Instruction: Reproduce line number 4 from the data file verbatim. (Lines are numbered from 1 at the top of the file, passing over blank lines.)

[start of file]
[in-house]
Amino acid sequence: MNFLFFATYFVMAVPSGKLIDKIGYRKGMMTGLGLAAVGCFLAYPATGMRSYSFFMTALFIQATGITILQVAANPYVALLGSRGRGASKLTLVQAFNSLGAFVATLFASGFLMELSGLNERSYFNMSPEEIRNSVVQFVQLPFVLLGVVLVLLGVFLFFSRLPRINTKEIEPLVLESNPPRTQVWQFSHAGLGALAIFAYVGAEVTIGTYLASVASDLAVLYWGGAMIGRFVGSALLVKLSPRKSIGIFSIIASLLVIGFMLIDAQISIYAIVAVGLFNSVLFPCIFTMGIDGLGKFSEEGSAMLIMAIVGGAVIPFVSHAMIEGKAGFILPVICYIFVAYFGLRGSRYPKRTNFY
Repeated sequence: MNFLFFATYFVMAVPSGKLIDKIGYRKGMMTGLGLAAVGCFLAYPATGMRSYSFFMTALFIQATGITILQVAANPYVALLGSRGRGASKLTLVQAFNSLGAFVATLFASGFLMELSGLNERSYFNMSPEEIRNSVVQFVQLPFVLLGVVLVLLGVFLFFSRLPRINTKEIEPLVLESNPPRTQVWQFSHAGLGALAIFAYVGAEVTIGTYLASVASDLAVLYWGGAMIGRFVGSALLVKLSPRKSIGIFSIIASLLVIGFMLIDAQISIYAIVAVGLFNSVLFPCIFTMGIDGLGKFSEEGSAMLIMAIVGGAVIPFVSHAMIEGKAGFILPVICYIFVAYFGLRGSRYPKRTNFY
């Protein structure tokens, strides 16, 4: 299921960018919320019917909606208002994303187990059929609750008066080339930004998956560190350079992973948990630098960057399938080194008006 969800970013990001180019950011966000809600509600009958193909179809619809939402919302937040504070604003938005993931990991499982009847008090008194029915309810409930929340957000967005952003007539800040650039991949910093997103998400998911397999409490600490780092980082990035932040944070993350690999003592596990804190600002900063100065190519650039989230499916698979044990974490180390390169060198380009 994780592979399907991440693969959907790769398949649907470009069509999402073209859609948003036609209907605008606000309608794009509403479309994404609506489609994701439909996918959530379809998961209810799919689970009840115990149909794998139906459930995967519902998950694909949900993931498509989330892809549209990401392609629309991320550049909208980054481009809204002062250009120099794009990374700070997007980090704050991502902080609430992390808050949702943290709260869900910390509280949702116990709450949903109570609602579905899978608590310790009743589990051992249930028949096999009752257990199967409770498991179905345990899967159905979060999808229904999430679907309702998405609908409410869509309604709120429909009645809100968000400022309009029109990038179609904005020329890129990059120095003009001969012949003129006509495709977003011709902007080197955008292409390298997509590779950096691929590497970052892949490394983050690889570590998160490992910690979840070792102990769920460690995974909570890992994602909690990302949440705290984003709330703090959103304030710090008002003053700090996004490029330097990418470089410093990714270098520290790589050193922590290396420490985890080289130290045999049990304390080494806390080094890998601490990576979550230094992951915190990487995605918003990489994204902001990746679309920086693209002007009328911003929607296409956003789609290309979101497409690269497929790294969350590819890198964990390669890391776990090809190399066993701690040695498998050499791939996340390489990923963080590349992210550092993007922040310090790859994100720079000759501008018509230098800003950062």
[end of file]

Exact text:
């Protein structure tokens, strides 16, 4: 299921960018919320019917909606208002994303187990059929609750008066080339930004998956560190350079992973948990630098960057399938080194008006 969800970013990001180019950011966000809600509600009958193909179809619809939402919302937040504070604003938005993931990991499982009847008090008194029915309810409930929340957000967005952003007539800040650039991949910093997103998400998911397999409490600490780092980082990035932040944070993350690999003592596990804190600002900063100065190519650039989230499916698979044990974490180390390169060198380009 994780592979399907991440693969959907790769398949649907470009069509999402073209859609948003036609209907605008606000309608794009509403479309994404609506489609994701439909996918959530379809998961209810799919689970009840115990149909794998139906459930995967519902998950694909949900993931498509989330892809549209990401392609629309991320550049909208980054481009809204002062250009120099794009990374700070997007980090704050991502902080609430992390808050949702943290709260869900910390509280949702116990709450949903109570609602579905899978608590310790009743589990051992249930028949096999009752257990199967409770498991179905345990899967159905979060999808229904999430679907309702998405609908409410869509309604709120429909009645809100968000400022309009029109990038179609904005020329890129990059120095003009001969012949003129006509495709977003011709902007080197955008292409390298997509590779950096691929590497970052892949490394983050690889570590998160490992910690979840070792102990769920460690995974909570890992994602909690990302949440705290984003709330703090959103304030710090008002003053700090996004490029330097990418470089410093990714270098520290790589050193922590290396420490985890080289130290045999049990304390080494806390080094890998601490990576979550230094992951915190990487995605918003990489994204902001990746679309920086693209002007009328911003929607296409956003789609290309979101497409690269497929790294969350590819890198964990390669890391776990090809190399066993701690040695498998050499791939996340390489990923963080590349992210550092993007922040310090790859994100720079000759501008018509230098800003950062």